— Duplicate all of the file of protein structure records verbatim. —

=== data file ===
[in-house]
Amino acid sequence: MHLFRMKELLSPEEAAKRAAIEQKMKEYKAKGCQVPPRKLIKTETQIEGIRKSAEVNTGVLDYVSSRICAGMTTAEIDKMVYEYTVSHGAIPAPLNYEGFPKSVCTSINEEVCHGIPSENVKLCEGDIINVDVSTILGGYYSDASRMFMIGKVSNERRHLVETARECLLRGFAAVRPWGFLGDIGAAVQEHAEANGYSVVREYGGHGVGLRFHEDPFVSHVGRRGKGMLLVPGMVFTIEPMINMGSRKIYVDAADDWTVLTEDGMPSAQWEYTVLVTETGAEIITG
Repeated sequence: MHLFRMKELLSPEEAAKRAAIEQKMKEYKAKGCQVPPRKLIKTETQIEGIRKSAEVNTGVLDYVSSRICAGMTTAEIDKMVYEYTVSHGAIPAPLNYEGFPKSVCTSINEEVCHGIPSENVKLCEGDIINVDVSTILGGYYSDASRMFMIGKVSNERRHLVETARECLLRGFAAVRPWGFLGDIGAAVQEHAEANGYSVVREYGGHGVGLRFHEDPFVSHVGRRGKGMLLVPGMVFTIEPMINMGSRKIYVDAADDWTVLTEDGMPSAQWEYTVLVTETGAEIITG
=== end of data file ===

[in-house]
Amino acid sequence: MHLFRMKELLSPEEAAKRAAIEQKMKEYKAKGCQVPPRKLIKTETQIEGIRKSAEVNTGVLDYVSSRICAGMTTAEIDKMVYEYTVSHGAIPAPLNYEGFPKSVCTSINEEVCHGIPSENVKLCEGDIINVDVSTILGGYYSDASRMFMIGKVSNERRHLVETARECLLRGFAAVRPWGFLGDIGAAVQEHAEANGYSVVREYGGHGVGLRFHEDPFVSHVGRRGKGMLLVPGMVFTIEPMINMGSRKIYVDAADDWTVLTEDGMPSAQWEYTVLVTETGAEIITG
Repeated sequence: MHLFRMKELLSPEEAAKRAAIEQKMKEYKAKGCQVPPRKLIKTETQIEGIRKSAEVNTGVLDYVSSRICAGMTTAEIDKMVYEYTVSHGAIPAPLNYEGFPKSVCTSINEEVCHGIPSENVKLCEGDIINVDVSTILGGYYSDASRMFMIGKVSNERRHLVETARECLLRGFAAVRPWGFLGDIGAAVQEHAEANGYSVVREYGGHGVGLRFHEDPFVSHVGRRGKGMLLVPGMVFTIEPMINMGSRKIYVDAADDWTVLTEDGMPSAQWEYTVLVTETGAEIITG